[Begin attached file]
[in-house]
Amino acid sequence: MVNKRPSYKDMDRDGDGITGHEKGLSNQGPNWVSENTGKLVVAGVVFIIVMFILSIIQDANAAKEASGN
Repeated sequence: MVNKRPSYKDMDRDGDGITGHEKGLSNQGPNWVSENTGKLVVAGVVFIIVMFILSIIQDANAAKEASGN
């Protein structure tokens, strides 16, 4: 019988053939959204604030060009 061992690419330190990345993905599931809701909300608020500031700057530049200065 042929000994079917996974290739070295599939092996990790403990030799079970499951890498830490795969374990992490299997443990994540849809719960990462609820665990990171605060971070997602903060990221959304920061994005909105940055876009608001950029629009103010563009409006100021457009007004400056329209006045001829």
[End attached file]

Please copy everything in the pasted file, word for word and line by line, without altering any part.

[in-house]
Amino acid sequence: MVNKRPSYKDMDRDGDGITGHEKGLSNQGPNWVSENTGKLVVAGVVFIIVMFILSIIQDANAAKEASGN
Repeated sequence: MVNKRPSYKDMDRDGDGITGHEKGLSNQGPNWVSENTGKLVVAGVVFIIVMFILSIIQDANAAKEASGN
């Protein structure tokens, strides 16, 4: 019988053939959204604030060009 061992690419330190990345993905599931809701909300608020500031700057530049200065 042929000994079917996974290739070295599939092996990790403990030799079970499951890498830490795969374990992490299997443990994540849809719960990462609820665990990171605060971070997602903060990221959304920061994005909105940055876009608001950029629009103010563009409006100021457009007004400056329209006045001829």